(Fig. 8: Licensed Content vs. Original Content about the topic, "content marketing")
Though many companies are embracing publishing and paying homage to original storytelling, many of them are not indeed telling interesting stories—yet. However, one can see from industry news that every week brings new examples of brands that are starting to get it. (In fact, one could argue that LEGO just created the world’s most profitable piece of branded content ever.)
What The Future Holds
Right now is a moment of truth for brands. We’re simply never going back to an age where our companies can just scream at people for attention. Every day that we fail to embrace that reality is a day that hurts us. The social web has altered the balance of power in the information business, which in turn has shifted the ground on which advertisers stand.
The brand publishing space is a land grab right now. Like in the Old West, the early settlers have (and can still) staked claim to good land that they’ll be able to harvest (cheesy metaphor alert!) with increasing results. But as more rush in seeking gold, competition for attention is going to get stiffer.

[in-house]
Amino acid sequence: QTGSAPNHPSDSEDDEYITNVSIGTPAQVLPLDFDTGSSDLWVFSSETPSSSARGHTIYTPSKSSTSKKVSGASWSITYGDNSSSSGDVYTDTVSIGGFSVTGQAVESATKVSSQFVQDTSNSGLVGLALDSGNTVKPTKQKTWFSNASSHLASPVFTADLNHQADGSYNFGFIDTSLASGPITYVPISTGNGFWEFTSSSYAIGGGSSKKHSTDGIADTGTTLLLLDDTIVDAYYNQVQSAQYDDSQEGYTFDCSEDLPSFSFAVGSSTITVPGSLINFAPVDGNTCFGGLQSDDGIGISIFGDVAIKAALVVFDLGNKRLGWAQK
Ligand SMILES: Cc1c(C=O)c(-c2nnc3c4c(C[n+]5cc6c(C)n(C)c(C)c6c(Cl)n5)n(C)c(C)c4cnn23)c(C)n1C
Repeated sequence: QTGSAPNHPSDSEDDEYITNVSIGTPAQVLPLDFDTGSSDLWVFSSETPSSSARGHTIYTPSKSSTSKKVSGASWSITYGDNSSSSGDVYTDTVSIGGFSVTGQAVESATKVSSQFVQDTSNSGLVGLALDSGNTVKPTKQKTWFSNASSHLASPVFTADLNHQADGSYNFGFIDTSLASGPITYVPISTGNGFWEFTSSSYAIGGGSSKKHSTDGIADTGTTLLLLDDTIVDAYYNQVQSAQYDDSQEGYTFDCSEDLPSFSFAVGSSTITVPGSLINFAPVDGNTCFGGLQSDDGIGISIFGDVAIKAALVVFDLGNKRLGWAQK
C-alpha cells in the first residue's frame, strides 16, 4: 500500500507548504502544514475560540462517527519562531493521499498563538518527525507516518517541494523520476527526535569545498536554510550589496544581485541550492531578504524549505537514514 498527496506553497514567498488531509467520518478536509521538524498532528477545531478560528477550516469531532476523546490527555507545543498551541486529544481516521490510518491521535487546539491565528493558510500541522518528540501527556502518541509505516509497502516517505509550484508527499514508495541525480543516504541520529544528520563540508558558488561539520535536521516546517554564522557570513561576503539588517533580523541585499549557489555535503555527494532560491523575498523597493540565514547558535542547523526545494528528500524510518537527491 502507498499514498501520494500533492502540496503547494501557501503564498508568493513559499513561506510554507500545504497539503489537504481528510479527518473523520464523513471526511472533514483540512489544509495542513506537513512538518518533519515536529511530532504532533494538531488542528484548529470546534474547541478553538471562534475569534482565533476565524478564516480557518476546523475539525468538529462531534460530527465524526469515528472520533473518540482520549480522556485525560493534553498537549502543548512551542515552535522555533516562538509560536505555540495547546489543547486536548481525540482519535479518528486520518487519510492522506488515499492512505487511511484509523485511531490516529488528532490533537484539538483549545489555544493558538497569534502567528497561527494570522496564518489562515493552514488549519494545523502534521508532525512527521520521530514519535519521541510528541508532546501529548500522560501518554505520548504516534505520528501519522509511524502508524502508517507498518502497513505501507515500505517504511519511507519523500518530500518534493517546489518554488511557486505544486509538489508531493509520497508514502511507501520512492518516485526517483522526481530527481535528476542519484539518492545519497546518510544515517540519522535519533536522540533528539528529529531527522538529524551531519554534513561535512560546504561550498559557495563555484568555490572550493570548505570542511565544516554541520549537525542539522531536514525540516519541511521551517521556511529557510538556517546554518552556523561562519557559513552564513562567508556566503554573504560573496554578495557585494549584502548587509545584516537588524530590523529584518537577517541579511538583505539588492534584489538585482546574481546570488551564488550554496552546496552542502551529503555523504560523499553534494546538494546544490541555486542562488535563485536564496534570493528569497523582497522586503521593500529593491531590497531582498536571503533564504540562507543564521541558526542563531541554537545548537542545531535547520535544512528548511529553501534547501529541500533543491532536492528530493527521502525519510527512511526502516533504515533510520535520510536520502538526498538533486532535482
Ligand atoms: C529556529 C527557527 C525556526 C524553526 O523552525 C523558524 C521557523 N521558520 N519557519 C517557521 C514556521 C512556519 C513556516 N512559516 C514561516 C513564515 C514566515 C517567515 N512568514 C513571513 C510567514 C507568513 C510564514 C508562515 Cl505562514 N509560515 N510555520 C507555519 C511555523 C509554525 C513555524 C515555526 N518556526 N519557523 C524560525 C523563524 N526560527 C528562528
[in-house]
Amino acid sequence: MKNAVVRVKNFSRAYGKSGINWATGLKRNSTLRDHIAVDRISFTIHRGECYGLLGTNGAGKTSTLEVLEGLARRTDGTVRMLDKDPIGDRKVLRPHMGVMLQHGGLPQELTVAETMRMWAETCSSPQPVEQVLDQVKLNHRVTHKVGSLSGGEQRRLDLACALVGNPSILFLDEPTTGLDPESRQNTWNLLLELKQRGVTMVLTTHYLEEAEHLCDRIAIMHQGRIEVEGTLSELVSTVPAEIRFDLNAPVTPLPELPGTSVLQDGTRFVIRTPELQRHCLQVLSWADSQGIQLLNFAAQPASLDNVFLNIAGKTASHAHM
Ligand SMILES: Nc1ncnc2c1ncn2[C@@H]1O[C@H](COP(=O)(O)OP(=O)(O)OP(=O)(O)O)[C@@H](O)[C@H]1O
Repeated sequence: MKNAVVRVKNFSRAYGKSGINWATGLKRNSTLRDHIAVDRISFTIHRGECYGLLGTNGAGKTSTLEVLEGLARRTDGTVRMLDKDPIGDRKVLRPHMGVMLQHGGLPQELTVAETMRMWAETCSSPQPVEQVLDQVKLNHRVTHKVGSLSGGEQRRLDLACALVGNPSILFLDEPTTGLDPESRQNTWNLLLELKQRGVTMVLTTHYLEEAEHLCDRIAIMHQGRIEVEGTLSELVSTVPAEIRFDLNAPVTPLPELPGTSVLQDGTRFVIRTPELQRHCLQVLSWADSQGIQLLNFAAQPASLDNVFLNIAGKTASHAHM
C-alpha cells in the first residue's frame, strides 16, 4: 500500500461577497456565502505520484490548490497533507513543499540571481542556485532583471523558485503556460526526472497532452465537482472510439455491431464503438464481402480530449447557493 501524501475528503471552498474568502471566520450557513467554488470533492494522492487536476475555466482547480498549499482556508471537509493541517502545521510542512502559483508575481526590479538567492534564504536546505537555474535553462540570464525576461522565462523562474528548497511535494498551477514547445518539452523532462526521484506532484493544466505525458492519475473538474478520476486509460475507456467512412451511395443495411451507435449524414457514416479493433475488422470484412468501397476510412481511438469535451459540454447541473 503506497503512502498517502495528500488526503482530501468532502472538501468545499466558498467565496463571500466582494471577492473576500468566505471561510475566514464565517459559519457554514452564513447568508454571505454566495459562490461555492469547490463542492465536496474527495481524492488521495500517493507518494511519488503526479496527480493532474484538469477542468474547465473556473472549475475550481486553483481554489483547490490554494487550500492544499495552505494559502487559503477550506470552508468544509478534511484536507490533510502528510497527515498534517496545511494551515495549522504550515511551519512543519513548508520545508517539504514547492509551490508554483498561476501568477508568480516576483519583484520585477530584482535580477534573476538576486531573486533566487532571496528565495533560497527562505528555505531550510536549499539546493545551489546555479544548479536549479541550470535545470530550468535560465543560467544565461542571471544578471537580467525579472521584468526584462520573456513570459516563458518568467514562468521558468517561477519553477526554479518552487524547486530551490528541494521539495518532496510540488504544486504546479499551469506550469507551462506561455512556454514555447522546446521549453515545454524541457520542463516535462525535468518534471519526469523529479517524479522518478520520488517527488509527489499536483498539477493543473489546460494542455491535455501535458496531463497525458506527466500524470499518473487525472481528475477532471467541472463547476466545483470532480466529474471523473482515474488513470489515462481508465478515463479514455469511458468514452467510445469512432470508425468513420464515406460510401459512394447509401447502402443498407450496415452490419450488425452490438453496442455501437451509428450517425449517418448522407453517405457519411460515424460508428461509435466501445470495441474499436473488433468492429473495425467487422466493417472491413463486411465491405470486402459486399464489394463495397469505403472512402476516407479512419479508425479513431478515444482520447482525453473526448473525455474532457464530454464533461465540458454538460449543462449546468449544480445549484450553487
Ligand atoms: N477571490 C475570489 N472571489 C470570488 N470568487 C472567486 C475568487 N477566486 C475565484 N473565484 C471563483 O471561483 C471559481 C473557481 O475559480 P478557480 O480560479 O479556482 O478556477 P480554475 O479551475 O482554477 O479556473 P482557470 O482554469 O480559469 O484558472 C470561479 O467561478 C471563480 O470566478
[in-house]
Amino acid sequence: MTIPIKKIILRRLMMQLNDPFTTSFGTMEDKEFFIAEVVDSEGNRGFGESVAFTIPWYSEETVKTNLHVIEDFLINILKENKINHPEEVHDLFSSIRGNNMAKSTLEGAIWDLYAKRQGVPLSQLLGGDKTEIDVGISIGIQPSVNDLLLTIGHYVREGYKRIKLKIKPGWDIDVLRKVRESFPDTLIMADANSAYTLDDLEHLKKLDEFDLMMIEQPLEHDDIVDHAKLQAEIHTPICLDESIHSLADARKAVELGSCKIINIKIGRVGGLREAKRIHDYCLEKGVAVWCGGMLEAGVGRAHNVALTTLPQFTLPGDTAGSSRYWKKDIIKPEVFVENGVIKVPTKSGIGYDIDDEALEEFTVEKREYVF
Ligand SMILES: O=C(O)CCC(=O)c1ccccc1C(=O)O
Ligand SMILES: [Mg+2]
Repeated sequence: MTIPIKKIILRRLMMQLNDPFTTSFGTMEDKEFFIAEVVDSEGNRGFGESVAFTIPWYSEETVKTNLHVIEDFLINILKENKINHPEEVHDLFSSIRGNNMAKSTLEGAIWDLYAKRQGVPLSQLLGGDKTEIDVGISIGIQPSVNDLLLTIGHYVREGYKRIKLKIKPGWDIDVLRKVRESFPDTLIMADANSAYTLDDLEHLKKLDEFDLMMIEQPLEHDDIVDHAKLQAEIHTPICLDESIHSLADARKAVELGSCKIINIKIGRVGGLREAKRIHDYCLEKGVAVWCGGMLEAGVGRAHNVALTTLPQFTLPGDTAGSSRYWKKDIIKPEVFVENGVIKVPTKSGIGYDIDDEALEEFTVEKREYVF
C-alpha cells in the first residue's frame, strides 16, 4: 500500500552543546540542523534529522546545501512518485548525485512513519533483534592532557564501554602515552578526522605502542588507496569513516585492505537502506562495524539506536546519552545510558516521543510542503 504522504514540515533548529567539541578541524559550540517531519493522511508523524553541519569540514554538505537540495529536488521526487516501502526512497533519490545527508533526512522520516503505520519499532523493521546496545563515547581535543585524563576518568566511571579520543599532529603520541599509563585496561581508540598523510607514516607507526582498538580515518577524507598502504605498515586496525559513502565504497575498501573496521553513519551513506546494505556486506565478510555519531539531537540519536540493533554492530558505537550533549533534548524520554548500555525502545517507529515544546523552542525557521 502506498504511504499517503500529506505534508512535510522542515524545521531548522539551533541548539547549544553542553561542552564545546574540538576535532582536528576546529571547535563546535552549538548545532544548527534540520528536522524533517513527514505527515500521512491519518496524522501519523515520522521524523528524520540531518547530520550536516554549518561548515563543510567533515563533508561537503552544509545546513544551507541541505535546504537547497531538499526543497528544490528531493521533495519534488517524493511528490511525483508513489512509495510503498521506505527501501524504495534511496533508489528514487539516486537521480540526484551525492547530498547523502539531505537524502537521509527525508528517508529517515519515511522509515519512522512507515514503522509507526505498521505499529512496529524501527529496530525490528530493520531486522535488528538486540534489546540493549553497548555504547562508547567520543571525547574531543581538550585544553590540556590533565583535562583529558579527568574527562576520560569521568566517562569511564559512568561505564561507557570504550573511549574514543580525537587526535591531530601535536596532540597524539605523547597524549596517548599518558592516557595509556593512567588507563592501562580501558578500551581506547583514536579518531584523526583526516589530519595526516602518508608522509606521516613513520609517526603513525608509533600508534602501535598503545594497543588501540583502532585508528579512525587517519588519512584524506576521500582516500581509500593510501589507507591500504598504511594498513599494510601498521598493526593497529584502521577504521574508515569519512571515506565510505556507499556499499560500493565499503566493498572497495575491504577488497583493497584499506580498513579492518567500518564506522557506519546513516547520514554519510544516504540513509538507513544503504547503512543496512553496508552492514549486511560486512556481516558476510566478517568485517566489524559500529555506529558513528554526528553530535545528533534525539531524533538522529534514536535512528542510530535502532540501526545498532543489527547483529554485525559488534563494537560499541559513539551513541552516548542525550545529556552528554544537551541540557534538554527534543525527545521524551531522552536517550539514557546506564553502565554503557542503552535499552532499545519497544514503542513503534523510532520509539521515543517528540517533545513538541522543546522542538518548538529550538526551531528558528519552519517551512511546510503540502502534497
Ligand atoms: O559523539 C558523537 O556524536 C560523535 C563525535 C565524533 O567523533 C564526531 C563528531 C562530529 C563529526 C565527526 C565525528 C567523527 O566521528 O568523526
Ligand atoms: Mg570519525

Based on what we’ve observed brand publishers do over the last 12 months, and based on what aspiring brand publishers are asking for right now, Joe Lazauskas, editor in chief of our magazine, The Content Strategist, predicts the following four trends for the near future of brand publishing:
What’s the point of publishing content that doesn’t make a difference in some way? The further down the publishing path brands get, the more pressure there will be to show results from their efforts. In 2014, a good number of brands will put real pressure on their marketing teams to tie the thread between publishing results and business results.